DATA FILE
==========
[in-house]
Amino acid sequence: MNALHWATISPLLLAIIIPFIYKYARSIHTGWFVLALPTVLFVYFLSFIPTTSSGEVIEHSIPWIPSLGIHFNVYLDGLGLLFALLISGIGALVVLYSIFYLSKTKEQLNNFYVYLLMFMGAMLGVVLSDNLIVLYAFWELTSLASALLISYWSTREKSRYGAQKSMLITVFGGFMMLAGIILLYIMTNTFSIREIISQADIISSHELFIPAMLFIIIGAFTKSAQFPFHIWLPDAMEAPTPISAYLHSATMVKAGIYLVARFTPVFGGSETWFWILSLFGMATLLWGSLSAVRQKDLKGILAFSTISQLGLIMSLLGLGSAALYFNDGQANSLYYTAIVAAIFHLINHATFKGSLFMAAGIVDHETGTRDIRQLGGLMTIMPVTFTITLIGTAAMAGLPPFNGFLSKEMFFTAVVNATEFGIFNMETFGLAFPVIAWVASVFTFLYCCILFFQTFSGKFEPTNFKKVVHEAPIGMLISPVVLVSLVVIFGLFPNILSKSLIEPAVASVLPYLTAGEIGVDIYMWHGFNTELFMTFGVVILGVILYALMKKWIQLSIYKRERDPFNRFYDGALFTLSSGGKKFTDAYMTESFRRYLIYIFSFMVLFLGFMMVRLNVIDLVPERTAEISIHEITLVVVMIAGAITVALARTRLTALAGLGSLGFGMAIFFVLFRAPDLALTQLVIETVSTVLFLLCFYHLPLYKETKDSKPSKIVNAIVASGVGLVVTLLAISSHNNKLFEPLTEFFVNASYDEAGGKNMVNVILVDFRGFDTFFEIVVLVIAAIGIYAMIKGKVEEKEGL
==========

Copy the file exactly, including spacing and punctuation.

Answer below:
[in-house]
Amino acid sequence: MNALHWATISPLLLAIIIPFIYKYARSIHTGWFVLALPTVLFVYFLSFIPTTSSGEVIEHSIPWIPSLGIHFNVYLDGLGLLFALLISGIGALVVLYSIFYLSKTKEQLNNFYVYLLMFMGAMLGVVLSDNLIVLYAFWELTSLASALLISYWSTREKSRYGAQKSMLITVFGGFMMLAGIILLYIMTNTFSIREIISQADIISSHELFIPAMLFIIIGAFTKSAQFPFHIWLPDAMEAPTPISAYLHSATMVKAGIYLVARFTPVFGGSETWFWILSLFGMATLLWGSLSAVRQKDLKGILAFSTISQLGLIMSLLGLGSAALYFNDGQANSLYYTAIVAAIFHLINHATFKGSLFMAAGIVDHETGTRDIRQLGGLMTIMPVTFTITLIGTAAMAGLPPFNGFLSKEMFFTAVVNATEFGIFNMETFGLAFPVIAWVASVFTFLYCCILFFQTFSGKFEPTNFKKVVHEAPIGMLISPVVLVSLVVIFGLFPNILSKSLIEPAVASVLPYLTAGEIGVDIYMWHGFNTELFMTFGVVILGVILYALMKKWIQLSIYKRERDPFNRFYDGALFTLSSGGKKFTDAYMTESFRRYLIYIFSFMVLFLGFMMVRLNVIDLVPERTAEISIHEITLVVVMIAGAITVALARTRLTALAGLGSLGFGMAIFFVLFRAPDLALTQLVIETVSTVLFLLCFYHLPLYKETKDSKPSKIVNAIVASGVGLVVTLLAISSHNNKLFEPLTEFFVNASYDEAGGKNMVNVILVDFRGFDTFFEIVVLVIAAIGIYAMIKGKVEEKEGL